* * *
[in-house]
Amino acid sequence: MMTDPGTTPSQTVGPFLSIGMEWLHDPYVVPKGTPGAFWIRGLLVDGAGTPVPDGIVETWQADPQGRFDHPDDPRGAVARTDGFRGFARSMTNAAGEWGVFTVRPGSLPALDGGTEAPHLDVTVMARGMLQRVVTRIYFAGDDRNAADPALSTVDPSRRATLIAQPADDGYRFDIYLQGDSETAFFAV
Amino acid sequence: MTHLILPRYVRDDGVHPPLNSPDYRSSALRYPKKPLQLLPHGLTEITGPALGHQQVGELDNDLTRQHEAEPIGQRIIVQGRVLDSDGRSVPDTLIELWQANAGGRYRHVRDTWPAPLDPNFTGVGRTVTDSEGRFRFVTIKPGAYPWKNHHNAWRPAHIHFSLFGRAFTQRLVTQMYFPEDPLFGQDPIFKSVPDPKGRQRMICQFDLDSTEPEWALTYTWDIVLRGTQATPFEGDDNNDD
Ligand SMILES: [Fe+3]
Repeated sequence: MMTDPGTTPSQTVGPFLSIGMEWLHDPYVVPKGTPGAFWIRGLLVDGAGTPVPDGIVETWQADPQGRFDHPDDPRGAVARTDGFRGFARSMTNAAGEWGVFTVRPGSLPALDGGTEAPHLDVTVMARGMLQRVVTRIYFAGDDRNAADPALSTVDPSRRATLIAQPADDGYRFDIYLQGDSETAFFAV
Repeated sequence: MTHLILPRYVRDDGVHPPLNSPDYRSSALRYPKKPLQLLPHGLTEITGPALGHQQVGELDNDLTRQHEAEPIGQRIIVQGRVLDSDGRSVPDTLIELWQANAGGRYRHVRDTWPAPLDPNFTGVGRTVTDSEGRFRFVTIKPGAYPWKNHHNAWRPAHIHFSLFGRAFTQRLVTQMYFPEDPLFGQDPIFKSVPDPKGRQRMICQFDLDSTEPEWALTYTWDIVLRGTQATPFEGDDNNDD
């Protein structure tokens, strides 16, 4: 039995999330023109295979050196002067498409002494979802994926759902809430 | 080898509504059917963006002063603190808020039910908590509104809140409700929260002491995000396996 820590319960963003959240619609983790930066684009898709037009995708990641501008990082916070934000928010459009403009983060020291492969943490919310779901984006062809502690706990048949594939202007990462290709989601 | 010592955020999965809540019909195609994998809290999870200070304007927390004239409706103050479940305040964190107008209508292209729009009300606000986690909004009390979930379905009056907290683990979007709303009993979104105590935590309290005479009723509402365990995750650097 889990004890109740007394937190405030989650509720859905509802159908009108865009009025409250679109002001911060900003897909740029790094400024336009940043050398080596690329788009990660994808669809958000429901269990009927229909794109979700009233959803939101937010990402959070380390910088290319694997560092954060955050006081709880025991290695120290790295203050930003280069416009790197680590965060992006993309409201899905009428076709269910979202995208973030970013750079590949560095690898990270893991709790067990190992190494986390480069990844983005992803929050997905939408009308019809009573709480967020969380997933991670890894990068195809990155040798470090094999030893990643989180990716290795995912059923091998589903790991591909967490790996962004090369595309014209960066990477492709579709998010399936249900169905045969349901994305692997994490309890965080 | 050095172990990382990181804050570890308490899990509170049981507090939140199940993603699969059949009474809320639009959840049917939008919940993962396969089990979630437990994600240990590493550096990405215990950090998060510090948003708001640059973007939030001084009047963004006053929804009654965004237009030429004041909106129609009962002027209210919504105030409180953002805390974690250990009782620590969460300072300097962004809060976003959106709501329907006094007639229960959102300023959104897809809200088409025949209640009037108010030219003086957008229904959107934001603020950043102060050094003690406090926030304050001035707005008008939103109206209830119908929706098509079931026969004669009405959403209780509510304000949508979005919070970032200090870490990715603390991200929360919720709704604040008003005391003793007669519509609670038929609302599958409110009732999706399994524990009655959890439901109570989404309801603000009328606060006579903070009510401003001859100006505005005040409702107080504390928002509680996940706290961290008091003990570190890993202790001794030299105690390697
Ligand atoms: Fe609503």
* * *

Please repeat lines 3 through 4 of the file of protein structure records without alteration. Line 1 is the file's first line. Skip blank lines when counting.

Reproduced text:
Amino acid sequence: MTHLILPRYVRDDGVHPPLNSPDYRSSALRYPKKPLQLLPHGLTEITGPALGHQQVGELDNDLTRQHEAEPIGQRIIVQGRVLDSDGRSVPDTLIELWQANAGGRYRHVRDTWPAPLDPNFTGVGRTVTDSEGRFRFVTIKPGAYPWKNHHNAWRPAHIHFSLFGRAFTQRLVTQMYFPEDPLFGQDPIFKSVPDPKGRQRMICQFDLDSTEPEWALTYTWDIVLRGTQATPFEGDDNNDD
Ligand SMILES: [Fe+3]